In a victory for lenders, a federal appeals court in Chicago has ruled that banks do not have to make in-depth Truth-in-Lending Act disclosures to private-label credit card recipients. The U.S. Court of Appeals for the Seventh Circuit rejected an argument by Harry and Patricia Benion that Banc One Corp. should have provided them the more extensive disclosures required for closed-end credit when it financed the couple's purchase of a satellite television system.
Instead, the court said Banc One only had to give the less onerous disclosures for open-ended credit because it "reasonably expected to have at least some repeated transactions" on the EchoStar credit card issued to the Benions.
Industry lawyers said this is the first time a federal appeals court has ruled on whether private-label credit cards are subject to open- or closed- end Truth-in-Lending disclosures.
At least 12 similar cases are pending at the trial court level.
"This is very significant for the private-label credit card industry," said Craig A. Varga, a partner at the Chicago law firm Varga, Berger, Ledsky, Hayes & Casey, who represented Banc One. "It is an exhaustive discussion of what constitutes a reasonable expectation of repeat purchases."
"This opinion could not have come out any better for the industry," said Alan Kaplinsky, a partner at the Philadelphia law firm Ballard, Spahr, Andrews & Ingersoll.
"This will provide a shot in the arm to private-label credit card providers.
"There was a lot of fear out there that if the courts had tightened the definition of open-ended credit it would have been much more difficult to issue this type of credit," he said.
Daniel Edelman, a partner at the Chicago law firm Edelman & Combs, who represented the Benions, did not return calls for comment.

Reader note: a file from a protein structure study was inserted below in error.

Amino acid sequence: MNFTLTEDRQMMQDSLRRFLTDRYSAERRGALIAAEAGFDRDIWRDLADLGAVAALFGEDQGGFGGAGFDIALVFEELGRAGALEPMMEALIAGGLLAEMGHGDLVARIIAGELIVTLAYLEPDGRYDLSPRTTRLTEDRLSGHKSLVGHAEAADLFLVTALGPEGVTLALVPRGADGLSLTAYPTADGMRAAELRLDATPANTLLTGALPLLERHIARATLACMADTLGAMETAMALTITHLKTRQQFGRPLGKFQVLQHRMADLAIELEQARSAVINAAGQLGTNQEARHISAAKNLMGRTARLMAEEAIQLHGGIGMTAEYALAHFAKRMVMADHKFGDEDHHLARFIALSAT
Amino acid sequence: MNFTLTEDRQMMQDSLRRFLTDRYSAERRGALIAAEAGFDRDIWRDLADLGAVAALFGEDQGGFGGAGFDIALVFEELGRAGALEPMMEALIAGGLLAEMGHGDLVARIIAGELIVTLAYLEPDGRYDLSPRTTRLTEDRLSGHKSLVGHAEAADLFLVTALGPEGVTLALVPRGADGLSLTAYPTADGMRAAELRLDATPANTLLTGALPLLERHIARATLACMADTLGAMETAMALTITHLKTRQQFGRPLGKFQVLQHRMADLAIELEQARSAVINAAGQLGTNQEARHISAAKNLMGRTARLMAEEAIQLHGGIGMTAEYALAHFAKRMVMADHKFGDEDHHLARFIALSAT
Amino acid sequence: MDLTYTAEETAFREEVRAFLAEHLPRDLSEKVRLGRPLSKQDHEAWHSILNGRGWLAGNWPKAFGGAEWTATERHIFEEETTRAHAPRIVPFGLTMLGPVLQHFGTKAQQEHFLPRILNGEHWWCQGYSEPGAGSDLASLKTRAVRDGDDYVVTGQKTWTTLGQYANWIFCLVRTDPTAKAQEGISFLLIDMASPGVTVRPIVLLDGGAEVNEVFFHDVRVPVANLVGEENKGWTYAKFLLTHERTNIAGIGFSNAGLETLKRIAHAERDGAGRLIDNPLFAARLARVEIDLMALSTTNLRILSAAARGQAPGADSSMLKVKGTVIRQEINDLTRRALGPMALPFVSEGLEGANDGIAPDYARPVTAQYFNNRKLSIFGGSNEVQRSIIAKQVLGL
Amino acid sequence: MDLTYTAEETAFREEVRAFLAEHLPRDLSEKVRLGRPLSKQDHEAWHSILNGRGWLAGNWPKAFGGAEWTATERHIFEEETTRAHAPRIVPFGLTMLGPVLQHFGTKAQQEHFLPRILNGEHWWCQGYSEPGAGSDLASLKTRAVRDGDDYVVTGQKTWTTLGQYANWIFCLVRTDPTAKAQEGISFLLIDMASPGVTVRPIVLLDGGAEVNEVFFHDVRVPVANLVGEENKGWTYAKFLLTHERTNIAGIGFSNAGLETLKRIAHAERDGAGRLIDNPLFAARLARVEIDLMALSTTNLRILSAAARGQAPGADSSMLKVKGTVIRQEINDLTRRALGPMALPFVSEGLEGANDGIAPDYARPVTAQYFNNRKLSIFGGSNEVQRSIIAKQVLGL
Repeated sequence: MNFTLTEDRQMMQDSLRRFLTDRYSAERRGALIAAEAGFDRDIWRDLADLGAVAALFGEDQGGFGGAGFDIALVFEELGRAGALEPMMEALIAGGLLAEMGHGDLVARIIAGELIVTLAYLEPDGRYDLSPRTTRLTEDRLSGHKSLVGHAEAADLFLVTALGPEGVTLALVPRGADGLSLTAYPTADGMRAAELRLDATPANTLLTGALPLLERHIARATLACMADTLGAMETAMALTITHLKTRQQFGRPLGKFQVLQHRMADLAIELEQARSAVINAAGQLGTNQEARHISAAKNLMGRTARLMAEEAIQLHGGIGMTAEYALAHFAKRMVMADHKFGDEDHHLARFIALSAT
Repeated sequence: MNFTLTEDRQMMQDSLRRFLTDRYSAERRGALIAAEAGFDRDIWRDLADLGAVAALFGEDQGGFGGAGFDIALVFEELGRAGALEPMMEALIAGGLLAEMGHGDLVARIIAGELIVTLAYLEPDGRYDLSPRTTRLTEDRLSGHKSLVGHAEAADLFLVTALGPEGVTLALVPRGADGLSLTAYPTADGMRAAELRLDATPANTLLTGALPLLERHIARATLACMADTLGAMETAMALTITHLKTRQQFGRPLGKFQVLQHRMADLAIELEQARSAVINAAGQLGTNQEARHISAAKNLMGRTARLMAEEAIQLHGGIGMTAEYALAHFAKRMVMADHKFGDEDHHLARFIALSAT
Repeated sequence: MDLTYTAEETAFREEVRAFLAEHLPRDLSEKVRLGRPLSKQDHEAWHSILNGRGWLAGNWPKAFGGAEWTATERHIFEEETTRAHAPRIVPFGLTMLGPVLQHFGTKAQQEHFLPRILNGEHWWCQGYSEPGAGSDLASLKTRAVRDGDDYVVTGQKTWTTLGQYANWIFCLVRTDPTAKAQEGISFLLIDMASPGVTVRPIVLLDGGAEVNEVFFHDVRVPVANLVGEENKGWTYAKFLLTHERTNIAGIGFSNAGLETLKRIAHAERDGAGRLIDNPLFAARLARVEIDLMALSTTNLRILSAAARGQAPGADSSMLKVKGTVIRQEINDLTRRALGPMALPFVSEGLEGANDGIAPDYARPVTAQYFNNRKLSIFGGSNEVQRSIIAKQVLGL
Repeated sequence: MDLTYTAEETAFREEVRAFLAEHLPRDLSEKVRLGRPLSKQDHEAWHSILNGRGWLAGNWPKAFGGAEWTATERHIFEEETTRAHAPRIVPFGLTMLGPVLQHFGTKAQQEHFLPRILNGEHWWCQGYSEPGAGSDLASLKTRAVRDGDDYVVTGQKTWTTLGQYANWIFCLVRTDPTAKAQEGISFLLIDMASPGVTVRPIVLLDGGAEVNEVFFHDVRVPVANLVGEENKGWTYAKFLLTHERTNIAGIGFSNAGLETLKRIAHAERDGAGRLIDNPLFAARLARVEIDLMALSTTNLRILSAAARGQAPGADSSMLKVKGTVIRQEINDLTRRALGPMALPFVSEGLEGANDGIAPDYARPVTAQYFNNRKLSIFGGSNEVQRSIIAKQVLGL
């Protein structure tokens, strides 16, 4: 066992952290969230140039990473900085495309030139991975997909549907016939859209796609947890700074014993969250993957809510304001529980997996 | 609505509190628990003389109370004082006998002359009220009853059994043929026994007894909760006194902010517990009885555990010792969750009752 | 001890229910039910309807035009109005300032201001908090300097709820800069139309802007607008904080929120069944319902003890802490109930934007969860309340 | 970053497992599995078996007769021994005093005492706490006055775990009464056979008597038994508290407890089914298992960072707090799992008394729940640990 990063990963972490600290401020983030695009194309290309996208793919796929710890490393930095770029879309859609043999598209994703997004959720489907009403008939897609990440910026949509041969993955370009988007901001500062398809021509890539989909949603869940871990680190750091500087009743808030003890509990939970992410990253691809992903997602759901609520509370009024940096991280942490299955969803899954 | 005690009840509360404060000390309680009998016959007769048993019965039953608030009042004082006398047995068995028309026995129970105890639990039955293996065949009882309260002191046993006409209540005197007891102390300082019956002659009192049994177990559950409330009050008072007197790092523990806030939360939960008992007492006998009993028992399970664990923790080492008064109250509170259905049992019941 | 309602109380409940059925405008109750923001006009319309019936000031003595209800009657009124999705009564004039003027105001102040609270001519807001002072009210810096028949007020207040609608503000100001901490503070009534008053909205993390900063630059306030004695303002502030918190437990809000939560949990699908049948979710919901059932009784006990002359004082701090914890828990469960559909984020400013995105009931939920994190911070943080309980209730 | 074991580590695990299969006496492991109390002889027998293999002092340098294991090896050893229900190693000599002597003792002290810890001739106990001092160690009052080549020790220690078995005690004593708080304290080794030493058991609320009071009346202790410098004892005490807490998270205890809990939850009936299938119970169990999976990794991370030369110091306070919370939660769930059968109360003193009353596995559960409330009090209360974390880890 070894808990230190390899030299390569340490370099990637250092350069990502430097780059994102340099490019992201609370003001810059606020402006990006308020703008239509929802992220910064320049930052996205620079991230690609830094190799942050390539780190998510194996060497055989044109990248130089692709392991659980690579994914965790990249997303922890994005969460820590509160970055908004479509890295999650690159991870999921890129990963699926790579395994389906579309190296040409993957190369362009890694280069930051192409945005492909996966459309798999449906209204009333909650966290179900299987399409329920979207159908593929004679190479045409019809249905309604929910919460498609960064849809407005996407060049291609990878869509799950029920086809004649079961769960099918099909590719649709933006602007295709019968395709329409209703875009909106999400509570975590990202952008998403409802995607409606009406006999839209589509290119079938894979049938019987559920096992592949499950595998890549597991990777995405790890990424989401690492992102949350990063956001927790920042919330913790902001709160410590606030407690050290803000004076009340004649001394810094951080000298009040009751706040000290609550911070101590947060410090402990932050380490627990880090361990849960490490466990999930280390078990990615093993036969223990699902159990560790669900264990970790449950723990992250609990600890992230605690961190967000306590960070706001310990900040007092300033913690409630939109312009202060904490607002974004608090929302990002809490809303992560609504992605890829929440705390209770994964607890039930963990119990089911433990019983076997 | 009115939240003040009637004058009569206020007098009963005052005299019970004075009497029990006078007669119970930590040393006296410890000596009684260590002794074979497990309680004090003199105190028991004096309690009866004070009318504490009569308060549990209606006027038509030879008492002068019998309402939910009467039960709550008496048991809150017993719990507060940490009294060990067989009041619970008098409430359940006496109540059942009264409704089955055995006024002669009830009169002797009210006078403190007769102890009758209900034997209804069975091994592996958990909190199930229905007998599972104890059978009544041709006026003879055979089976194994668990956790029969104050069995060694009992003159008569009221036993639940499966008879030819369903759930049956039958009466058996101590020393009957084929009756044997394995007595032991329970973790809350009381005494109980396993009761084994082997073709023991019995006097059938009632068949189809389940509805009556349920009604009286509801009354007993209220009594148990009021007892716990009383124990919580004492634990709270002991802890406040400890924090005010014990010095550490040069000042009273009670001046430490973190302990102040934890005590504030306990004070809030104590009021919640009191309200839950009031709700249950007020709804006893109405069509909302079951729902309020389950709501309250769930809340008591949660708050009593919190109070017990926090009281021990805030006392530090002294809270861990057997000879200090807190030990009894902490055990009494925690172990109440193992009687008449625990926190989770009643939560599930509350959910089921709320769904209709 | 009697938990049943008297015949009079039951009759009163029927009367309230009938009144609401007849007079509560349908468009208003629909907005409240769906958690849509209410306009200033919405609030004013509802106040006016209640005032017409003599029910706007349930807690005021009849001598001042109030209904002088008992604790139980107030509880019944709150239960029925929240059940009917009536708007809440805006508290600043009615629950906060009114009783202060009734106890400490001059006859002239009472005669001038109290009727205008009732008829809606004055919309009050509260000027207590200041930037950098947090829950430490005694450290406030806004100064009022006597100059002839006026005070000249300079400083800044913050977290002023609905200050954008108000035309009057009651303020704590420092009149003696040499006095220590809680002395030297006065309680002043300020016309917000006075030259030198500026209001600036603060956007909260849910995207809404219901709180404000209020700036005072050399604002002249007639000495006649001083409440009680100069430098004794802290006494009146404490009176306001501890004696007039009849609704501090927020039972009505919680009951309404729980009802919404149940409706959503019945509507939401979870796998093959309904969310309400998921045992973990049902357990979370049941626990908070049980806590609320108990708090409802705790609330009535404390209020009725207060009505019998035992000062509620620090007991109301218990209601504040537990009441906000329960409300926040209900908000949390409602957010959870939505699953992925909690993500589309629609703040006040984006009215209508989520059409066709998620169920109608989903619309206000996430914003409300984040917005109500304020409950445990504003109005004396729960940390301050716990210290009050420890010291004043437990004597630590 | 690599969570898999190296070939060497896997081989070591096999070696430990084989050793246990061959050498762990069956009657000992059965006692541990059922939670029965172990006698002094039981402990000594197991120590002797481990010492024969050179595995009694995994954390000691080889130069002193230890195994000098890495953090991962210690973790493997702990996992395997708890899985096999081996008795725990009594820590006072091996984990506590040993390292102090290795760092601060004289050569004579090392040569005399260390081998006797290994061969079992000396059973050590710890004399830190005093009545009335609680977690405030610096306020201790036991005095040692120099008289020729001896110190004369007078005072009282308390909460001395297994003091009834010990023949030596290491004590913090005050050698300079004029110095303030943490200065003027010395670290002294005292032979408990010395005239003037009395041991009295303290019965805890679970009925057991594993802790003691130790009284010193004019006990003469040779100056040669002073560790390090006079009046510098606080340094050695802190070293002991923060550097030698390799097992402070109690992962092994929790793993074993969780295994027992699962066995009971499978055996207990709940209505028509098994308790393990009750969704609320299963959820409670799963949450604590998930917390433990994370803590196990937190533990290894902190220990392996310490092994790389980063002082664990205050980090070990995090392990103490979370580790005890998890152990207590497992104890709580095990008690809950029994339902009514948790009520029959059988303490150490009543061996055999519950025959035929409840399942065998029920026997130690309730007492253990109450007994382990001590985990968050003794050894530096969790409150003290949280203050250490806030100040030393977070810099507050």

Bankers, consumer advocates, and regulators have been sparring for years over how to define the differences between closed-end and open-end loans.
The Federal Reserve Board recently clarified the definition a bit, saying any bank product with a credit line customers use repeatedly is considered open-ended.
But it did not define what constitutes a "reasonable expectation" of additional purchases.
The issue is important because closed-ended rules require lenders to calculate a finance charge, which is the total amount the borrower will pay over the life of the loan.
Lenders argue that is impossible to do if the consumer could use the card to make additional purchases. But consumer advocates assert that without the finance charge calculation borrowers cannot know the loan's total cost.
The case began in 1995 when the Benions bought a satellite dish from Superior Satellite, an authorized dealer for products distributed by EchoStar Communications. The dish and a year's worth of programming cost $4,000.
Rather than paying cash, they applied for and received an EchoStar credit card, with a credit limit of $4,500. The terms of the card required the first purchase be used for a satellite dish and subsequent purchases were limited to products to complement the dish, such as televisions, video recorders, and pay programming.
Banc One, which issued the card for EchoStar, disclosed the 19% interest rate, but it did not specify the total finance charge, which is the total amount of interest that will be paid over the life of the loan.
The couple sued EchoStar and Banc One for violating the Truth-in-Lending Act. The suit blossomed into a class action involving 50,000 satellite dish buyers. A federal judge dismissed the case last year, and the Benions appealed to the seventh circuit. The Benions are not expected to appeal any further.